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Does Quattrone Have A Financial Industry Future?

Federal prosecutors are throwing in the towel in the Frank Quattrone case five months after an appeal court tossed the former star banker’s conviction on obstruction of justice charges. But will the three-year battle keep Quattrone out of the industry for good?

Federal prosecutors are throwing in the towel in the Frank Quattrone case five months after an appeal court tossed the former star banker’s conviction on obstruction of justice charges. But will the three-year battle keep Quattrone out of the industry for good?

Quattrone, who as a banker at Credit Suisse First Boston oversaw more initial public offerings during the Internet boom than anyone else, struck a deal with the Feds that will keep him out of prison – he was sentenced to 18 months more than two years ago following his conviction; his first trial, in 2003, resulted in a hung jury. If Quattrone keeps his nose clean for one year, the charges will be dropped as part of a deferred-prosecution agreement. After the U.S. Court of Appealsfor theSecond Circuit threw out his conviction, the Securities and Exchange Commission overturned Quattrone’s lifetime ban from the securities industry.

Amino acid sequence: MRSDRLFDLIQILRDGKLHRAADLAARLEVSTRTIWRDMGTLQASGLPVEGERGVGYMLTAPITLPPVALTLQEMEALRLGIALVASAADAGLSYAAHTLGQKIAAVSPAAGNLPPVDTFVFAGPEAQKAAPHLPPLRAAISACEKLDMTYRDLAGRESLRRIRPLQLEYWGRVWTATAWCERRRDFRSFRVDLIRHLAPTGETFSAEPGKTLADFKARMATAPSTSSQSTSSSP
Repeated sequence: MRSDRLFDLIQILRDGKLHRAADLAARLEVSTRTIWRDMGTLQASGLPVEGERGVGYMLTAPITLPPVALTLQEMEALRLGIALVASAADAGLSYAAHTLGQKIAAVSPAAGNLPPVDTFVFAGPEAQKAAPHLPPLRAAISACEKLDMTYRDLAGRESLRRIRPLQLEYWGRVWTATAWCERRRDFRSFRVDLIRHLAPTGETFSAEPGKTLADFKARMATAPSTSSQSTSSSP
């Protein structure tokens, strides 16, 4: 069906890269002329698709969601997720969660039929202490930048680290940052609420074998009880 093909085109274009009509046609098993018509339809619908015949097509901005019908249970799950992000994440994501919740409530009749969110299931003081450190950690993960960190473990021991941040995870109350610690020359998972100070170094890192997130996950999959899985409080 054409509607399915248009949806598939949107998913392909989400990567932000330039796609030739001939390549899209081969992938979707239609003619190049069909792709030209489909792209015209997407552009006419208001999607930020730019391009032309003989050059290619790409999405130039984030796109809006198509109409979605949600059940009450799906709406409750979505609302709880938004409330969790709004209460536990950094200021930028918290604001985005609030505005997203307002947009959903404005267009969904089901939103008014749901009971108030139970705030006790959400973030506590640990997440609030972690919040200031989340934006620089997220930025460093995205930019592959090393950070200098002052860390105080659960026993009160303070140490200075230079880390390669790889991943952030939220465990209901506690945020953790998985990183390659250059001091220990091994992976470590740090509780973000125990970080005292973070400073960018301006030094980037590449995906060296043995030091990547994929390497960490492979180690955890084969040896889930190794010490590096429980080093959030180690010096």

After the agreement was signed, Quattrone told reporters, “I plan to resume my business career.” Opinions are mixed as to what kind of reception he might receive.

“He has been tried and got off on a technicality,” Rensselaer Polytechnic Institute Prof. Phillip Phan told Bloomberg News, calling him “damaged goods.” But Harvard Business School Prof. Samuel Hayes says Quattrone is remembered fondly in Silicon Valley. “He made a lot of people a lot of money, and they are grateful.” Following his 2004 conviction, 500 people wrote the judge in the case, urging leniency, including former Netscape Communications CEO James Barksdale and Cisco Systems Chairman John Morgridge. Barksdale called him “a man of honor.”

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